If you’re playing catch up retirement savings, here are 59 wealth building tips and solutions that can radically change late retirement planning.
After personally making thousands of investments among stocks, bonds, funds, and real estate, both with and without financial advisors over the past 40 years, and creating alternative income streams to replace career income over the past 15 years along with my husband, I’m sharing what I learned about catch up wealth building strategies.
The older you get, the scarier it feels to not have enough money to live comfortable in retirement. It can feel like you’re continuously playing catch up retirement savings while subject to the whims of the economy, your boss, or stock market uncertainties.
These aren’t your usual give up lattes, buy an annuity or cut out the things you enjoy in life to save a few bucks.
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Use Wisdom from Past Mistakes to Catch Up Wealth
Let’s face it. By the time you’re playing catch up wealth building, you’re probably well into or past midlife, so you’ve made a few mistakes with your investing.
Accepting that everyone has made investment mistakes, including the top financial advisors and wealth managers, will help you let go of the guilt and shame that often accompanies investment mistakes.
The great thing about messing up royally is that you usually don’t make the same mistakes! Instead of being guilt triggers, use the lessons learned from past mistakes to help you build wealth from this moment forward.
Avoid Too Large a Position in One Stock
Many investors over 50 who have worked for the same company a long time end up with too large a position in one stock.
Having a disproportionate position in one company’s stock increases risk and limits investment capital to use to catch up retirement savings. The solution is to diversify.
Have Different Kinds of Investments
Having too much net worth in one kind of investment also limits other opportunities and increases risk.
This happens a lot with stocks since they are considered the main way to invest in traditional retirement planning. Investors who have a lot of fear over losing money can do just the opposite by having too much invested in money market or other cash type of funds.
While no risk investments become even more important in retirement, having too much cash hinders the ability to catch up retirement savings. Again, the solution is to diversify, possibly into alternative investments.
Plan B for Catch Up Wealth Building
Having enough money for retirement is too important to not have a Plan B in case your original retirement plan falls short.
This website is full of Plan B ideas, since we decided began alternative retirement investment strategies in our 50’s.
Alternative investments, lifestyle changes, and starting a small business are all potential Plan B ideas that can completely change your financial future.
Alternative Retirement Investment Strategies
Sometimes traditional retirement planning with long term buy and hold investing using a standard asset allocation works.
Then sometimes investors discover later in life that this passive investing strategy isn’t working.
This is where alternative retirement investment strategies can come to the rescue, including alternative investments and more proactive investing for catching up retirement savings more strategically.
Plan for Bear Markets in Retirement
One of my least favorite phrases is “if there is a bear market”.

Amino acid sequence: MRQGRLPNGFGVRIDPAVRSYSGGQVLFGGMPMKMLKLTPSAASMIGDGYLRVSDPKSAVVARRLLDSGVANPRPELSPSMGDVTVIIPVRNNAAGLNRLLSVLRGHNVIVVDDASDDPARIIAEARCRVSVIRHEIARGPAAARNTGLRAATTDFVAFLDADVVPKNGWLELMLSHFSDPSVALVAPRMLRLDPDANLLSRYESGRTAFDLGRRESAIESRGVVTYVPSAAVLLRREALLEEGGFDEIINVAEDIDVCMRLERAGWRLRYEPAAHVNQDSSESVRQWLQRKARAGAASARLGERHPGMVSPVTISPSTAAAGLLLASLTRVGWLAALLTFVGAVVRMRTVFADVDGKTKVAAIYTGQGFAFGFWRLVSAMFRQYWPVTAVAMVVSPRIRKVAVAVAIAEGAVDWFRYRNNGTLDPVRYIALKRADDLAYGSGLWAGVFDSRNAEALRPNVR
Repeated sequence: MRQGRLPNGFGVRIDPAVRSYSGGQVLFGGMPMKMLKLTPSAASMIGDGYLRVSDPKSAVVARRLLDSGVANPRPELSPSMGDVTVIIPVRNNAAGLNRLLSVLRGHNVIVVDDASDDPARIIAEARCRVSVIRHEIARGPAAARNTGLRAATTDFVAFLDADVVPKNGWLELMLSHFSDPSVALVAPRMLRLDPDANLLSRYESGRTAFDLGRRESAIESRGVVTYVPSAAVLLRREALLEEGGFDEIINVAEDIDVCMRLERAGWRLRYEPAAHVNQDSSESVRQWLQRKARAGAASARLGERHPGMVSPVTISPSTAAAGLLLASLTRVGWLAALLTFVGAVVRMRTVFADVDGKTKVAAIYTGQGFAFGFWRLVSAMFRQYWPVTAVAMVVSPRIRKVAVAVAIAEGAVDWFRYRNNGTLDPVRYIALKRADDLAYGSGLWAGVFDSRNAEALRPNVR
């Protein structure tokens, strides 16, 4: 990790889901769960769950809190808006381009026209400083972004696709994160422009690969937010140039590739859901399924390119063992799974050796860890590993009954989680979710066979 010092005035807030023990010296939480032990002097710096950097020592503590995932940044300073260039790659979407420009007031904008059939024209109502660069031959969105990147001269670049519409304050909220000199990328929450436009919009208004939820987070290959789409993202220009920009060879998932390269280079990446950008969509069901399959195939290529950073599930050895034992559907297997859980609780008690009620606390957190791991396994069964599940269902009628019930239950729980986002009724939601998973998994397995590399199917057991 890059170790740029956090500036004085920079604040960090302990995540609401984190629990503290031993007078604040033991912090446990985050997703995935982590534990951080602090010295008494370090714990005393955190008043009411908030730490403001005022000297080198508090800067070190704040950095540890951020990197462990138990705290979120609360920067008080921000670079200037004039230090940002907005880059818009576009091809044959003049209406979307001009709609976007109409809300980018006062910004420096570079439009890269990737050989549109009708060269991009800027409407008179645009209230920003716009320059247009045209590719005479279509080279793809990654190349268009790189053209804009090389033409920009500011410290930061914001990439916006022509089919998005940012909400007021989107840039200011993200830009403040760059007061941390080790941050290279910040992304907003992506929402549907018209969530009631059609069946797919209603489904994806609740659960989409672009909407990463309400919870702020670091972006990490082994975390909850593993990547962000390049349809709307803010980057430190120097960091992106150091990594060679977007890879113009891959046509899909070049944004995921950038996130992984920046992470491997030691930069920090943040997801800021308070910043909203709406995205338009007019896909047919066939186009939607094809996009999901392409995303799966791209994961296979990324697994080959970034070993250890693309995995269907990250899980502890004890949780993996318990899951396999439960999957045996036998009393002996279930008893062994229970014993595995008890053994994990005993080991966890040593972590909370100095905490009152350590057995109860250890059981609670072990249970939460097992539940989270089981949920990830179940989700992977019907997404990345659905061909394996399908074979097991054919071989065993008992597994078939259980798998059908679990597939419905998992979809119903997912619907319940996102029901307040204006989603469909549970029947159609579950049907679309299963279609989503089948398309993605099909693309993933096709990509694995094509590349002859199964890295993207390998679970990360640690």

For stock investors, bear markets are as sure as death, only they come many times during your life, not just once.
This means bear markets will happen when you’re investing for retirement as well as when you’re living off investments in retirement.
It’s important to accept this reality and plan around it, especially in late retirement planning.
One problem with traditional asset allocation investing is that investors over 50 are often encouraged to stick with a low percentage of cash in portfolios, regardless of stock market valuations, so they can catch up retirement savings but this can be risky.
Define Acceptable Portfolio Risk
Not losing money is as important as building wealth, especially the closer you get to retirement.
For this reason, it’s important to realistically define how much of a drop in your portfolio (in dollars and percentage) you’re willing to endure for the sake of catch up wealth building after 50.
This will allow you to be at peace with stock investing no matter whether the markets are soaring to new highs or dropping to new lows.
Think Differently about Wealth Building
The same thinking that got you here won’t get you to the level of net worth that you want to have so you can retire comfortably one day.
If you’re playing catch up wealth building, this awareness sets the stage for progress. Be prepared to think and act differently if you want to reach financial independence.
Maybe the way to increase your net worth is with at least one alternative investment strategy. Or maybe it will happen from creating an extra income stream that you can save or use to live in retirement.
It all depends on your situation. Be like a kid in a candy store. Opportunities are everywhere.
Know How a Bear Stock Market Will Affect You
If you’re unsure about how much risk you have in your stock portfolio, click here to read my article How Will a Stock Market Crash Affect You? Be sure to spend a few minutes calculating your Stock Drop Factor now.
Bookmark the page so you can repeat this easy but powerful process as stock markets soar or swoon to avoid help you avoid making emotional investment mistakes.
Making decisions from a place of knowledge and planning helps with wealth building because it lessens feelings of fear during bear markets and greed during bull markets.
Take Advantage of Cheap Assets to Catch Up Savings
Once or twice every decade the price of quality assets drops to bargain basement prices after bear markets.